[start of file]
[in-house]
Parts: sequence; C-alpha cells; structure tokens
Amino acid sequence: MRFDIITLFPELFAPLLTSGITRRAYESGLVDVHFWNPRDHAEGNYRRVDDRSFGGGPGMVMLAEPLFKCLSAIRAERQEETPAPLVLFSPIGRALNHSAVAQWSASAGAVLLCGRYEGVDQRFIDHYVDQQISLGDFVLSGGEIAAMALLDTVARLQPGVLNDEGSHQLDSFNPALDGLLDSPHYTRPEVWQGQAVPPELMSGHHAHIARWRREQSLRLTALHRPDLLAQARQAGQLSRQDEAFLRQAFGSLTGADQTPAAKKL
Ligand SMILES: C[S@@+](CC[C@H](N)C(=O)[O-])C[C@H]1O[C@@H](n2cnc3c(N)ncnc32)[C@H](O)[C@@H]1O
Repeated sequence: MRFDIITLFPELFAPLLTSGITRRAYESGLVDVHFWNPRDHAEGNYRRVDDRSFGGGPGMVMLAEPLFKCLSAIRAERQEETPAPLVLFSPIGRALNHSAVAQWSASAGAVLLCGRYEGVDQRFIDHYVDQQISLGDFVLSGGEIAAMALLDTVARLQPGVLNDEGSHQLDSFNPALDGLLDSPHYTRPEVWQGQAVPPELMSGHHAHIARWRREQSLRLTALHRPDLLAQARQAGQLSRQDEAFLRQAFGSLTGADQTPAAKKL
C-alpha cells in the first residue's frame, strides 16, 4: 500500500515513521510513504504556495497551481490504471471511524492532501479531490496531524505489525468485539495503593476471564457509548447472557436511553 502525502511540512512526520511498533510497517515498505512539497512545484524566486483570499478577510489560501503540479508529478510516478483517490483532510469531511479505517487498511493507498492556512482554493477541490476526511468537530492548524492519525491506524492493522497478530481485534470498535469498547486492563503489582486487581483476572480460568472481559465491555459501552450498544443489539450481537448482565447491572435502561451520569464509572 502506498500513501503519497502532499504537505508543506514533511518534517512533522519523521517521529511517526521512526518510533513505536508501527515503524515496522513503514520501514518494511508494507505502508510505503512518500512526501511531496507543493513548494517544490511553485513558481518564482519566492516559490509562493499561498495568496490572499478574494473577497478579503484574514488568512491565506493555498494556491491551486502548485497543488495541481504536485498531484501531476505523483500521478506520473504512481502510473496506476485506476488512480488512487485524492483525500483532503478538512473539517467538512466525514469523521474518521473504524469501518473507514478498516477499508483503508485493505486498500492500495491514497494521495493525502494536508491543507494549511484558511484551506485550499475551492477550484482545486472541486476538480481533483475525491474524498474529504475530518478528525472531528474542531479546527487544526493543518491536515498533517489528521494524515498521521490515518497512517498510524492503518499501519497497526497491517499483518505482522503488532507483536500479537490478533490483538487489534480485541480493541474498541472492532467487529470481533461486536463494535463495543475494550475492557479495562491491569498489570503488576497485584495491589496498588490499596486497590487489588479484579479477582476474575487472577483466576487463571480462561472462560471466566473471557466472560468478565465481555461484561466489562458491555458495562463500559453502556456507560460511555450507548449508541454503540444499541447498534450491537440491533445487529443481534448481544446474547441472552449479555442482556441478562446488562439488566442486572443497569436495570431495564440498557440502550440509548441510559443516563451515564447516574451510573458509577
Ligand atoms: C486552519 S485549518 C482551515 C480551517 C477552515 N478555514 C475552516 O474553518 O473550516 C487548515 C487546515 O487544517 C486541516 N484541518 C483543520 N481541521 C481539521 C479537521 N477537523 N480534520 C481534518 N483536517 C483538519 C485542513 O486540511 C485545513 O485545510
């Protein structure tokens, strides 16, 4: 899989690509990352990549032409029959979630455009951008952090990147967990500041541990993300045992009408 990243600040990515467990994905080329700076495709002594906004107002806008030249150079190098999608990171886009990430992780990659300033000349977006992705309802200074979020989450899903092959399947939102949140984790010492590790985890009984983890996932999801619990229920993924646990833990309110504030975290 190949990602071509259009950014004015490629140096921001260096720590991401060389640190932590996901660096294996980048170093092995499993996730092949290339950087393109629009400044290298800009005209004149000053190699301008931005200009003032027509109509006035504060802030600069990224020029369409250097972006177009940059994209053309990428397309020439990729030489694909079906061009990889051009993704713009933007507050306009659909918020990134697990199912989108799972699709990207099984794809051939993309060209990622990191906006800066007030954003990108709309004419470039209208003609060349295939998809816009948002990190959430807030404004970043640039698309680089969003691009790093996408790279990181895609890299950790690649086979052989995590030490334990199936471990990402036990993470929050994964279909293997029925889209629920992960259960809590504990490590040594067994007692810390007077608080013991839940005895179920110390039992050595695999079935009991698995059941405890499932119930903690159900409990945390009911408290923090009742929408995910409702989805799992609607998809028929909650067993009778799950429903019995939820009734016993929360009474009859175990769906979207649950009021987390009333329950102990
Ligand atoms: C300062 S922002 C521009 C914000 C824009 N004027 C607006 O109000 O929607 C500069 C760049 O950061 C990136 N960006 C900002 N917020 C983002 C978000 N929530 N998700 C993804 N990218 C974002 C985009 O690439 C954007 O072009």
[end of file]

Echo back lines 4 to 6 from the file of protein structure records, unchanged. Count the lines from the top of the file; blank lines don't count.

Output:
Ligand SMILES: C[S@@+](CC[C@H](N)C(=O)[O-])C[C@H]1O[C@@H](n2cnc3c(N)ncnc32)[C@H](O)[C@@H]1O
Repeated sequence: MRFDIITLFPELFAPLLTSGITRRAYESGLVDVHFWNPRDHAEGNYRRVDDRSFGGGPGMVMLAEPLFKCLSAIRAERQEETPAPLVLFSPIGRALNHSAVAQWSASAGAVLLCGRYEGVDQRFIDHYVDQQISLGDFVLSGGEIAAMALLDTVARLQPGVLNDEGSHQLDSFNPALDGLLDSPHYTRPEVWQGQAVPPELMSGHHAHIARWRREQSLRLTALHRPDLLAQARQAGQLSRQDEAFLRQAFGSLTGADQTPAAKKL
C-alpha cells in the first residue's frame, strides 16, 4: 500500500515513521510513504504556495497551481490504471471511524492532501479531490496531524505489525468485539495503593476471564457509548447472557436511553 502525502511540512512526520511498533510497517515498505512539497512545484524566486483570499478577510489560501503540479508529478510516478483517490483532510469531511479505517487498511493507498492556512482554493477541490476526511468537530492548524492519525491506524492493522497478530481485534470498535469498547486492563503489582486487581483476572480460568472481559465491555459501552450498544443489539450481537448482565447491572435502561451520569464509572 502506498500513501503519497502532499504537505508543506514533511518534517512533522519523521517521529511517526521512526518510533513505536508501527515503524515496522513503514520501514518494511508494507505502508510505503512518500512526501511531496507543493513548494517544490511553485513558481518564482519566492516559490509562493499561498495568496490572499478574494473577497478579503484574514488568512491565506493555498494556491491551486502548485497543488495541481504536485498531484501531476505523483500521478506520473504512481502510473496506476485506476488512480488512487485524492483525500483532503478538512473539517467538512466525514469523521474518521473504524469501518473507514478498516477499508483503508485493505486498500492500495491514497494521495493525502494536508491543507494549511484558511484551506485550499475551492477550484482545486472541486476538480481533483475525491474524498474529504475530518478528525472531528474542531479546527487544526493543518491536515498533517489528521494524515498521521490515518497512517498510524492503518499501519497497526497491517499483518505482522503488532507483536500479537490478533490483538487489534480485541480493541474498541472492532467487529470481533461486536463494535463495543475494550475492557479495562491491569498489570503488576497485584495491589496498588490499596486497590487489588479484579479477582476474575487472577483466576487463571480462561472462560471466566473471557466472560468478565465481555461484561466489562458491555458495562463500559453502556456507560460511555450507548449508541454503540444499541447498534450491537440491533445487529443481534448481544446474547441472552449479555442482556441478562446488562439488566442486572443497569436495570431495564440498557440502550440509548441510559443516563451515564447516574451510573458509577